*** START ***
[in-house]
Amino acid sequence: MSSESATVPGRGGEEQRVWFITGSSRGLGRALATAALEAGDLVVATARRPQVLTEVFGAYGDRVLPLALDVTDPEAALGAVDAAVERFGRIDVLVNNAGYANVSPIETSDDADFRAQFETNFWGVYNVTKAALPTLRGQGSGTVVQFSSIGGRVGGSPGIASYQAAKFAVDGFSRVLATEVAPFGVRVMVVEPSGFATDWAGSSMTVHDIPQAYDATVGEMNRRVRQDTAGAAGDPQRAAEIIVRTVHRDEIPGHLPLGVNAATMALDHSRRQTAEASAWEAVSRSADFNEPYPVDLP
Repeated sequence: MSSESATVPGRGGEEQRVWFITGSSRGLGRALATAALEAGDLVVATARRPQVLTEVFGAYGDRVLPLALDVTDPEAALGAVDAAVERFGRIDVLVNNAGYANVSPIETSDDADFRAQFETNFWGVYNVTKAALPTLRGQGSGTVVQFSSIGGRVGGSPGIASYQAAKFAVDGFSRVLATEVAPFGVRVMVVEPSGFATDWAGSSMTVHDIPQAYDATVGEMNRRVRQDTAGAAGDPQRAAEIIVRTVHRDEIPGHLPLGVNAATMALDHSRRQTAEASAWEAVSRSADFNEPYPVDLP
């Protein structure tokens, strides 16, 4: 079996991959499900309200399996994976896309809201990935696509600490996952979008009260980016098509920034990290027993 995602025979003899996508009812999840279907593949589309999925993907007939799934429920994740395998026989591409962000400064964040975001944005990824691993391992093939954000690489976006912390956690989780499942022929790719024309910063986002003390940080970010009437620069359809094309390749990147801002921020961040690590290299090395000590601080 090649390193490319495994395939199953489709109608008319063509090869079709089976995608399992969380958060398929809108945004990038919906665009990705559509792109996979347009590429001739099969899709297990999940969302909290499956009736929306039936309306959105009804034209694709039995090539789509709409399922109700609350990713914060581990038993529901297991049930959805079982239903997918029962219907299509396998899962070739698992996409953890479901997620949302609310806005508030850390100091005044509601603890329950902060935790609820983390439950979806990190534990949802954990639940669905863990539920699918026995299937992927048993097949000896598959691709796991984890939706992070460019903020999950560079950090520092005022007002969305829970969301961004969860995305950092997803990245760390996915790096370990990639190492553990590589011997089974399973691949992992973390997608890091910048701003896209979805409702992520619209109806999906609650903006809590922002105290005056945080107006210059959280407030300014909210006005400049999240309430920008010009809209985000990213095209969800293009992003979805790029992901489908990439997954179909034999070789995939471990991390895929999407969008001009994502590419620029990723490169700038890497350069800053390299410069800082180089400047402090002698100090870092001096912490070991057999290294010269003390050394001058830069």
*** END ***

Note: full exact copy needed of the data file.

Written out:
[in-house]
Amino acid sequence: MSSESATVPGRGGEEQRVWFITGSSRGLGRALATAALEAGDLVVATARRPQVLTEVFGAYGDRVLPLALDVTDPEAALGAVDAAVERFGRIDVLVNNAGYANVSPIETSDDADFRAQFETNFWGVYNVTKAALPTLRGQGSGTVVQFSSIGGRVGGSPGIASYQAAKFAVDGFSRVLATEVAPFGVRVMVVEPSGFATDWAGSSMTVHDIPQAYDATVGEMNRRVRQDTAGAAGDPQRAAEIIVRTVHRDEIPGHLPLGVNAATMALDHSRRQTAEASAWEAVSRSADFNEPYPVDLP
Repeated sequence: MSSESATVPGRGGEEQRVWFITGSSRGLGRALATAALEAGDLVVATARRPQVLTEVFGAYGDRVLPLALDVTDPEAALGAVDAAVERFGRIDVLVNNAGYANVSPIETSDDADFRAQFETNFWGVYNVTKAALPTLRGQGSGTVVQFSSIGGRVGGSPGIASYQAAKFAVDGFSRVLATEVAPFGVRVMVVEPSGFATDWAGSSMTVHDIPQAYDATVGEMNRRVRQDTAGAAGDPQRAAEIIVRTVHRDEIPGHLPLGVNAATMALDHSRRQTAEASAWEAVSRSADFNEPYPVDLP
């Protein structure tokens, strides 16, 4: 079996991959499900309200399996994976896309809201990935696509600490996952979008009260980016098509920034990290027993 995602025979003899996508009812999840279907593949589309999925993907007939799934429920994740395998026989591409962000400064964040975001944005990824691993391992093939954000690489976006912390956690989780499942022929790719024309910063986002003390940080970010009437620069359809094309390749990147801002921020961040690590290299090395000590601080 090649390193490319495994395939199953489709109608008319063509090869079709089976995608399992969380958060398929809108945004990038919906665009990705559509792109996979347009590429001739099969899709297990999940969302909290499956009736929306039936309306959105009804034209694709039995090539789509709409399922109700609350990713914060581990038993529901297991049930959805079982239903997918029962219907299509396998899962070739698992996409953890479901997620949302609310806005508030850390100091005044509601603890329950902060935790609820983390439950979806990190534990949802954990639940669905863990539920699918026995299937992927048993097949000896598959691709796991984890939706992070460019903020999950560079950090520092005022007002969305829970969301961004969860995305950092997803990245760390996915790096370990990639190492553990590589011997089974399973691949992992973390997608890091910048701003896209979805409702992520619209109806999906609650903006809590922002105290005056945080107006210059959280407030300014909210006005400049999240309430920008010009809209985000990213095209969800293009992003979805790029992901489908990439997954179909034999070789995939471990991390895929999407969008001009994502590419620029990723490169700038890497350069800053390299410069800082180089400047402090002698100090870092001096912490070991057999290294010269003390050394001058830069």